Florence, Italy • May 5-11, 2024
Anders Petersen has been involved in Swedish photography since the late 60′s. He is one of its central figures, and no one else has made a stronger impact on a younger generation. Yet, he hardly gives the impression of being a father figure. If anything, he is the eternal boy, traveling through an alien wonderland with its secret love encounters and bewildering adult conflicts. His pictures of the world out there somehow seem to be taken in a state of permanent amazement. “Is this what it looks like”, he seems to utter as he points his camera at lovers in the night and at people in the street — or at inmates in Swedish prisons and patrons in a Hamburg bar.
His pictures are intimate, and yet they disclose no all too unpleasant details concerning the people involved. The photographs are taken by the subjects’ consent and with a probing, somewhat detached eye. In the world of Anders Petersen, all things remain incomprehensible and strange — while still indecently enticing.
One of the secrets in Anders Petersen’s photography is his indication of a possible route of escape, a kind of alternative movement through the city, which could lead to a different story. A woman’s gaze into the camera turns into an unsettling invitation, often of the forbidden kind.” (Peder Alton, Swedish art critic)
Anders Petersen was born 1944 in Stockholm, Sweden. 14 years old his family moved to Karlstad in Värmland, where he met the artists Karin Bodland and Lars Sjögren. In 1961 he stayed for some time in Hamburg in order to learn German and trying to write and paint. He didn’t take any pictures.Five years later he met Christer Strömholm and became a student at his School of Photography in Stockholm. Strömholm was not just his teacher but also a close friend. Their friendship influenced him for life. In 1967 he starts photographing a bar called Café Lehmitz in Hamburg, close to Zeughausmarkt. He was photographing there for a period of almost three years and in 1970 he had his first solo exhibition over the bar in Café Lehmitz with 350 photographs nailed to the wall.
In 1973 he published his first book “Gröna Lund”, about people in an amusementpark in Stockholm. In 1974 he graduated from the Swedish Filmschool, Dramatiska Institutet, in Stockholm. In 1978 he published “Café Lehmitz ” in Germany. In 1984 the first book in a trilogy about locked institutions was published. The three books were about people in a prison, a nursing house, and a mental hospital. After photographing the mental hospital for three years he oriented himself towards a more free approach in a kind of diarylike photography.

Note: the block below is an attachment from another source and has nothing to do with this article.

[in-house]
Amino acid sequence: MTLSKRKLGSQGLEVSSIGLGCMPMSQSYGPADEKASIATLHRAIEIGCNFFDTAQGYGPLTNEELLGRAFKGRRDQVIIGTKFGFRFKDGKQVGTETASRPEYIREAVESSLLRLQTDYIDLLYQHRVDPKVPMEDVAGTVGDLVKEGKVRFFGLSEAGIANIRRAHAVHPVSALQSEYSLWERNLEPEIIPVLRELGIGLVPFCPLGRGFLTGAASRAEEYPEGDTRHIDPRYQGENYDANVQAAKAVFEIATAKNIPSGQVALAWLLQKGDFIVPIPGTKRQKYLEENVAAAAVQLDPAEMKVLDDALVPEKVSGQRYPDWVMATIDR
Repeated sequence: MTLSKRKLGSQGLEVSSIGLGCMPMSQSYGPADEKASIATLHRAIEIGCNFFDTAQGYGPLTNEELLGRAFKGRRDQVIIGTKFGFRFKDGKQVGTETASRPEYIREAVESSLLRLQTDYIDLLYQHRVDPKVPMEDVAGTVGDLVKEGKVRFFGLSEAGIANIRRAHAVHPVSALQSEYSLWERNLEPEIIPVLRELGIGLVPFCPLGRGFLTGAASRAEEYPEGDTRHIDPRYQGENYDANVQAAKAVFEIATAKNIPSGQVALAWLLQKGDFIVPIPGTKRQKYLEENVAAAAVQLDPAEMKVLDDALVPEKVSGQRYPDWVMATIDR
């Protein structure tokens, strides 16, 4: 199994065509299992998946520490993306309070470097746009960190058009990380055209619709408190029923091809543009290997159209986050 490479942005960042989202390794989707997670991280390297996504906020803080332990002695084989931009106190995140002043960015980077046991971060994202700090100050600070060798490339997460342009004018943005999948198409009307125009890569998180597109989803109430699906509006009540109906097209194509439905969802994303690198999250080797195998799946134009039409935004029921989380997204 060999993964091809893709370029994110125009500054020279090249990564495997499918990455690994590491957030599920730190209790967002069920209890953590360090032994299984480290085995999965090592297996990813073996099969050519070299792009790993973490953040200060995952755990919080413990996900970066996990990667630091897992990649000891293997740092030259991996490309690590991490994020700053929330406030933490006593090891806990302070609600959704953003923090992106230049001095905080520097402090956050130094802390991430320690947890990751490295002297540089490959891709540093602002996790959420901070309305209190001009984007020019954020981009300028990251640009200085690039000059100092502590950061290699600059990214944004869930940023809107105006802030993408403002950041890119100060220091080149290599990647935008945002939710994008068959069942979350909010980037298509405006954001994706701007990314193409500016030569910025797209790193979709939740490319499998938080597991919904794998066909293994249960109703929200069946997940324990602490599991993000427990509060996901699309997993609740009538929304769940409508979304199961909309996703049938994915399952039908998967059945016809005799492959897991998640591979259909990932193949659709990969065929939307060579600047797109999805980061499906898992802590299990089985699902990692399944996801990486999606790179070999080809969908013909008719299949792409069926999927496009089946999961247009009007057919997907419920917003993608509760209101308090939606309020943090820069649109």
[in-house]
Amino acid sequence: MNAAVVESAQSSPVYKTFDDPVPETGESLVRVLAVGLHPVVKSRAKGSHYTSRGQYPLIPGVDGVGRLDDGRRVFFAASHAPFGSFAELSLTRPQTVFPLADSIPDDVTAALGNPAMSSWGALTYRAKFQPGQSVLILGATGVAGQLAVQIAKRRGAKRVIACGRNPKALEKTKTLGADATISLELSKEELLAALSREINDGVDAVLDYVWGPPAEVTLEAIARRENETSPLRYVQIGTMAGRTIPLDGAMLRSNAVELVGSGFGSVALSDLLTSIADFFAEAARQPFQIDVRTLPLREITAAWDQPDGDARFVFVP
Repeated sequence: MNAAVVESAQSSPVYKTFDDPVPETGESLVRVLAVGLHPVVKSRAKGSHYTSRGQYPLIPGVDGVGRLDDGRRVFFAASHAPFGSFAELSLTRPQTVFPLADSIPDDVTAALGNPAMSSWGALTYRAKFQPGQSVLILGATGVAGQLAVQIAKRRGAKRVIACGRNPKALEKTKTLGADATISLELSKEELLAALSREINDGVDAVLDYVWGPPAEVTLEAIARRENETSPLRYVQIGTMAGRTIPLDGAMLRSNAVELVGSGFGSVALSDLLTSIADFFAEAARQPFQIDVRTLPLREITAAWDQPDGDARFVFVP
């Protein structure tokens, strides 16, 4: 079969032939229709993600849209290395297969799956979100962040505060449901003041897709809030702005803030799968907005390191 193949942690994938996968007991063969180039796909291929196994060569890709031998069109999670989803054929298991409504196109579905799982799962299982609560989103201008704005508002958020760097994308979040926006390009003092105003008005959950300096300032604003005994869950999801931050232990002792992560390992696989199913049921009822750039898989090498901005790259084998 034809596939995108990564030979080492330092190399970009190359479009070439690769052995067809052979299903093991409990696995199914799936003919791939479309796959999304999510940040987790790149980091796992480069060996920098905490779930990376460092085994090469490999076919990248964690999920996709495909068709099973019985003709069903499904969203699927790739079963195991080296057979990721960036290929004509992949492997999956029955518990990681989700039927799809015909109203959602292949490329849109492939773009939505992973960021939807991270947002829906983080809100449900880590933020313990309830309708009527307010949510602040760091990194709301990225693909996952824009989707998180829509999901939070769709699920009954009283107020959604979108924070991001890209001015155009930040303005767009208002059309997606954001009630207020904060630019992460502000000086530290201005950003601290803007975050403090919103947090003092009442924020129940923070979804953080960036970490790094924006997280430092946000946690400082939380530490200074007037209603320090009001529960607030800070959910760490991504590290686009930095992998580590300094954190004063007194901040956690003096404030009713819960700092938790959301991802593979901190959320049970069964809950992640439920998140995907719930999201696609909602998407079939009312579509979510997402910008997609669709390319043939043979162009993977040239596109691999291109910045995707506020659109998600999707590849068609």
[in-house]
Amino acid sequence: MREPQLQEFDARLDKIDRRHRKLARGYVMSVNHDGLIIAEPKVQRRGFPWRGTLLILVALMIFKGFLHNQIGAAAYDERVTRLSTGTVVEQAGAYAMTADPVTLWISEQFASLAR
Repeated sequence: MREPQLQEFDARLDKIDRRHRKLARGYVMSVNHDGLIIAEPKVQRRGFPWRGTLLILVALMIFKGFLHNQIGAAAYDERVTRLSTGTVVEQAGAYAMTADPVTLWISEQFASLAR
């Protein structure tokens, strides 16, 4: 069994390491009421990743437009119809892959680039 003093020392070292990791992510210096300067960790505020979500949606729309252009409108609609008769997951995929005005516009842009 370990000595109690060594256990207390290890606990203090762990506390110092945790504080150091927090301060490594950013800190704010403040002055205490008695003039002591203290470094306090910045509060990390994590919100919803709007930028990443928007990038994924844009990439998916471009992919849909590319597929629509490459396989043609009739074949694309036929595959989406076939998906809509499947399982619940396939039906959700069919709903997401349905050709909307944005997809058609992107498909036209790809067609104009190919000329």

During 2003 and 2004 Anders Petersen was appointed Professor of Photography in the School of Photography and Film at the University of Göteborg, Sweden. He regularly has workshops and exhibitions throughout Europe, Asia and in the USA. He has received numerous grants and rewards since the seventies.
In 2003 Anders Petersen was elected the “Photographer of the Year” by the International Photofestival in Arles. In 2006 he was shortlisted as one of four for the “Deutsche Börse Photography Prize”. In 2007 he received the “Special Prize of the Jury” for his exhibition “Exaltation of Humanity” by the third International Photofestival in Lianzhou, China. In 2008 he received the “Dr. Erich Salomon Award” by Deutsche Gesellschaft für Photographie, Germany.
“The Arles Contemporary Book Award for 2009” went to JH Engström and
Anders Petersen’s collaborative book “From Back Home” by Max Ström.
The book was nominated to “The Best Photographic Book in Sweden,
year 2009” and also Winner of Design Bronze Lion in Cannes. In 2010, he was in the jury for the BMW Prize at Paris Photo.
Anders Petersen has his darkroom in Stockholm, Sweden
We can help you in finding accommodation. The city is full of hotels at different costs, B&B and private houses.
Meals, will be independent and paid separately. Eating out in Florence is a great culinary experience
HOW TO GET THERE
WHAT TO BRING
Bring your laptop, with everything that goes with it: cables, chargers, card readers, and your photo equipment. Bring an extra body, in case something happens to your camera, and we suggest bringing the minimum amount of lenses.
Consider an external hard disk to make a back up of your daily shooting.